• Carrasco X, Castillo S, Aravena T, Rothhammer P, Aboitiz F. Williams syndrome: pediatric, neurologic, and cognitive development. Pediatr Neurol. 2005 Mar;32(3):166-72. Citation on PubMed
  • Del Campo M, Antonell A, Magano LF, Muñoz FJ, Flores R, Bayés M, Pérez Jurado LA. Hemizygosity at the NCF1 gene in patients with Williams-Beuren syndrome decreases their risk of hypertension. Am J Hum Genet. 2006 Apr;78(4):533-42. Epub 2006 Jan 31. Citation on PubMed or Free article on PubMed Central
  • Eckert MA, Galaburda AM, Mills DL, Bellugi U, Korenberg JR, Reiss AL. The neurobiology of Williams syndrome: cascading influences of visual system impairment? Cell Mol Life Sci. 2006 Aug;63(16):1867-75. Review. Citation on PubMed
  • Mervis CB, Becerra AM. Language and communicative development in Williams syndrome. Ment Retard Dev Disabil Res Rev. 2007;13(1):3-15. Review. Citation on PubMed
  • Meyer-Lindenberg A, Hariri AR, Munoz KE, Mervis CB, Mattay VS, Morris CA, Berman KF. Neural correlates of genetically abnormal social cognition in Williams syndrome. Nat Neurosci. 2005 Aug;8(8):991-3. Epub 2005 Jul 10. Citation on PubMed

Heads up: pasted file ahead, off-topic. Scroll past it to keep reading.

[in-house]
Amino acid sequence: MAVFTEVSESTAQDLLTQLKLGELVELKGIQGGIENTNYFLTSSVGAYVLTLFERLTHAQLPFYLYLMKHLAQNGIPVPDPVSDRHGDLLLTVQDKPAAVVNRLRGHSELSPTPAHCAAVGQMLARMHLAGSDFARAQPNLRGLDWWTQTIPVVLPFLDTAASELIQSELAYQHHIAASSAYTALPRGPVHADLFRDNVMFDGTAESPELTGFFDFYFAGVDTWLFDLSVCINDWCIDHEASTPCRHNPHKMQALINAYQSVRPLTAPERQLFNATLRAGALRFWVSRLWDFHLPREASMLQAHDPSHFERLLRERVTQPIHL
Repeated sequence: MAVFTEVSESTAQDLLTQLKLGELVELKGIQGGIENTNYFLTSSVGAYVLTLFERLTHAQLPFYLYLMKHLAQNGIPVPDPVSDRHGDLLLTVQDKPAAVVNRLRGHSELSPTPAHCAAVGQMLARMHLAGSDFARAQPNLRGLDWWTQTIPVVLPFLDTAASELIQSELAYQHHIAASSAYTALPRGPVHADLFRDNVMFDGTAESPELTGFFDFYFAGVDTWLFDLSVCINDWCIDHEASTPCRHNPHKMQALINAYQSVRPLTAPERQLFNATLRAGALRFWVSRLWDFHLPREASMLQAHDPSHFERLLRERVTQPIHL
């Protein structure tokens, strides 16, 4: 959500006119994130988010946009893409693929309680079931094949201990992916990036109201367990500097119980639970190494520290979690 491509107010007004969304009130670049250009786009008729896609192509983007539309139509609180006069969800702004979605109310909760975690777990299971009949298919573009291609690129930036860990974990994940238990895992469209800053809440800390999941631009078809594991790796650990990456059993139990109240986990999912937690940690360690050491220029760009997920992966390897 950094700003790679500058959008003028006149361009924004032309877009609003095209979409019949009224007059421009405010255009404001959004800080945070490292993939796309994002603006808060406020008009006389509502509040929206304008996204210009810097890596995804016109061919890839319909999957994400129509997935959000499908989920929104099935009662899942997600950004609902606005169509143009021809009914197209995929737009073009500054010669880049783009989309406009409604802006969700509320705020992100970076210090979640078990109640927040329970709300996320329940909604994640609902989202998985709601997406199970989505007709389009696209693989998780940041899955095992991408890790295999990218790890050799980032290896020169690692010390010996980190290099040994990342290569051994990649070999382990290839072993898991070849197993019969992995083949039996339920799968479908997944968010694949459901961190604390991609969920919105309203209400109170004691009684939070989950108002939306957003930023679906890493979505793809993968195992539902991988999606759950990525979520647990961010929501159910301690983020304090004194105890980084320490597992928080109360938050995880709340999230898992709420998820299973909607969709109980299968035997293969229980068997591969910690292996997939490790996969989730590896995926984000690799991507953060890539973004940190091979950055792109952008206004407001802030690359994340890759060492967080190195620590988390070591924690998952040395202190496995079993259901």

• Meyer-Lindenberg A, Mervis CB, Berman KF. Neural mechanisms in Williams syndrome: a unique window to genetic influences on cognition and behaviour. Nat Rev Neurosci. 2006 May;7(5):380-93. Review. Citation on PubMed
  • Morris CA. Williams Syndrome. 1999 Apr 9 [updated 2017 Mar 23]. In: Adam MP, Ardinger HH, Pagon RA, Wallace SE, Bean LJH, Stephens K, Amemiya A, editors. GeneReviews® [Internet]. Seattle (WA): University of Washington, Seattle; 1993-2020. Available from http://www.ncbi.nlm.nih.gov/books/NBK1249/ Citation on PubMed
  • Pober BR, Morris CA. Diagnosis and management of medical problems in adults with Williams-Beuren syndrome. Am J Med Genet C Semin Med Genet. 2007 Aug 15;145C(3):280-90. Review. Citation on PubMed
  • Pober BR. Williams-Beuren syndrome. N Engl J Med. 2010 Jan 21;362(3):239-52. doi: 10.1056/NEJMra0903074. Review. Erratum in: N Engl J Med. 2010 Jun 3;362(22):2142. Citation on PubMed
  • Schubert C. The genomic basis of the Williams-Beuren syndrome. Cell Mol Life Sci. 2009 Apr;66(7):1178-97. doi: 10.1007/s00018-008-8401-y. Review. Citation on PubMed
  • Tassabehji M, Hammond P, Karmiloff-Smith A, Thompson P, Thorgeirsson SS, Durkin ME, Popescu NC, Hutton T, Metcalfe K, Rucka A, Stewart H, Read AP, Maconochie M, Donnai D. GTF2IRD1 in craniofacial development of humans and mice. Science. 2005 Nov 18;310(5751):1184-7. Epub 2005 Nov 3. Citation on PubMed